The announcement by Utah Sen. Orrin Hatch that he will not run for another term only adds to the drama of the 2018 mid-term elections. (Screen capture, YouTube, Global News)
It is not too early for conservatives, and particularly Second Amendment activists, to be thinking ahead to the November mid-term elections, especially since Fox News is reporting that there are 34 seats in U.S. Senate “up for grabs” and Utah Sen. Orrin Hatch, a Second Amendment stalwart, is retiring at the end of his term.
This is important for several reasons, primarily because the Senate confirms federal judges and Supreme Court justices. Rights activists alarmed at the way lower federal courts seem almost deaf and blind to the 2008 Heller and 2010 McDonald rulings that affirmed the Second Amendment protects an individual right to keep and bear arms not dependent upon service in a militia.
Lower courts are where much of the gun law is settled, and for gun owners, some of the circuits have not been friendly.
State legislative races are also on the ballot in November, along with every seat in the U.S. House of Representatives. The Fresno Bee recently editorialized about the concealed carry reciprocity bill currently in the Senate:
“All 14 House Republicans from California voted for this nutty bill, rebuking the notion that states have the right to govern their own affairs, so long as they follow the Constitution. We hope the bill dies in the Senate, although it remains a priority of the National Rifle Association, which spent $50 million-plus on campaigns in 2016 and will spend again in 2018.
“In 2018, voters will have their say. All 435 congressional seats are up for grabs, including 39 held by Democrats and 14 by Republicans in California. How members of Congress voted on the reciprocity bill ought to factor into those decisions.”
This, gun rights activists will say, is “what it is all about.”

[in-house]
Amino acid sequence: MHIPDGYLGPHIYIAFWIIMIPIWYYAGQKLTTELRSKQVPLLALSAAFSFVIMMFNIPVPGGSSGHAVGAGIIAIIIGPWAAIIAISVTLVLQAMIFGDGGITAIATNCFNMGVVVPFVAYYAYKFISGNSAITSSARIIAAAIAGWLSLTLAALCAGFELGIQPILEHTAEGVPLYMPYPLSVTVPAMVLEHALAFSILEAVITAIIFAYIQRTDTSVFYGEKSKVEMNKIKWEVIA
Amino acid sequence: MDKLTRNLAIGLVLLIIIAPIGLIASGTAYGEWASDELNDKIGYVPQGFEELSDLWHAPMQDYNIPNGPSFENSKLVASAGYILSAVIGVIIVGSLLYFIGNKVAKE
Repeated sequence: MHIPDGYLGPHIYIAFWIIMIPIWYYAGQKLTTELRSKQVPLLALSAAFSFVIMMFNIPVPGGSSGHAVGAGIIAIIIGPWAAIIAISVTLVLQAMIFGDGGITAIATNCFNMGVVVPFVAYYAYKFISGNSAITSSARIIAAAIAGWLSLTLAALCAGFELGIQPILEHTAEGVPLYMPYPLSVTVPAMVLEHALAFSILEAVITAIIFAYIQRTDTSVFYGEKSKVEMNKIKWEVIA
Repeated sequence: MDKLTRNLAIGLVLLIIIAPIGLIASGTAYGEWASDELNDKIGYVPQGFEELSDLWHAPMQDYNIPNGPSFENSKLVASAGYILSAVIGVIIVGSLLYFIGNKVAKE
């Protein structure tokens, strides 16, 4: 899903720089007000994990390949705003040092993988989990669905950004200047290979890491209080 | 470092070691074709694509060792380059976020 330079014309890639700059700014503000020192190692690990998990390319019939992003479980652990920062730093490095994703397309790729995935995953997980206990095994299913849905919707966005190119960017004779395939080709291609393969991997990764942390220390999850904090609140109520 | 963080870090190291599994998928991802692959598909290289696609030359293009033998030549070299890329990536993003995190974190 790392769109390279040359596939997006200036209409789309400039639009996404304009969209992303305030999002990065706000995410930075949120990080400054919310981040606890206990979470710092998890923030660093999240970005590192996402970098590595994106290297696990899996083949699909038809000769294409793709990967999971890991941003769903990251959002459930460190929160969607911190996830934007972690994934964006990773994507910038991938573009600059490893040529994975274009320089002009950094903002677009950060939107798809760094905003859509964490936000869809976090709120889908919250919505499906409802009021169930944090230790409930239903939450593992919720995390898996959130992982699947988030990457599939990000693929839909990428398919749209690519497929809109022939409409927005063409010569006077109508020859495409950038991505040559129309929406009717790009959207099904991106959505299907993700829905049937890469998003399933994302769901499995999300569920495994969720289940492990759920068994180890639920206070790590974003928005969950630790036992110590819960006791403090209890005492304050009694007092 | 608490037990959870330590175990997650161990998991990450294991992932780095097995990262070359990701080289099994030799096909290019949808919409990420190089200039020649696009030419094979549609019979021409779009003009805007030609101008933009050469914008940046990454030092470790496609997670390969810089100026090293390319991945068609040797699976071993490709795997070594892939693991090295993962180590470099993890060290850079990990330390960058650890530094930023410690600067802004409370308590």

There was another report in the Sacramento Bee about concealed carry in California. It referred to a report from the state Auditor’s Office that indicated counties in the Golden State handle the issuance of concealed carry permits differently. California has a discretionary issue process where law enforcement can turn down concealed carry applications, unlike a majority of states, which have “shall issue” statutes.
“Sacramento County,” the newspaper noted, “had 9,130 active concealed carry licenses and a county population of about 1.5 million, the audit said. San Diego, with a population of 3.3 million, had only 1,281 licenses. A manual count in Los Angeles County, population 10.2 million, found 197 active licenses.”
Contrast that with Washington State. As Liberty Park Press reported Tuesday, there are some 590,000 active concealed pistol licenses in the Evergreen State, where the law has been “shall issue” for decades. King County is the most populous county in the state, and as of Jan. 2, there were 100,152 active CPLs just in that county. Roughly 20 percent are held by women.
California, the most populous state in the West, had 1,930 homicides including 1,368 involving firearms in 2016, according the most recent FBI Uniform Crime Report.
Washington, the second most populous state in the West, logged 195 homicides that year, including 127 committed with firearms, the FBI data shows. Some lawmakers headed to Olympia next week for the legislative session would like to see Washington gun laws be more like California’s.
Rights activists planning to participate in a Second Amendment rally on the capitol steps in Olympia on Jan. 12 will most likely have November on their minds. They know it is not too early to be thinking ahead.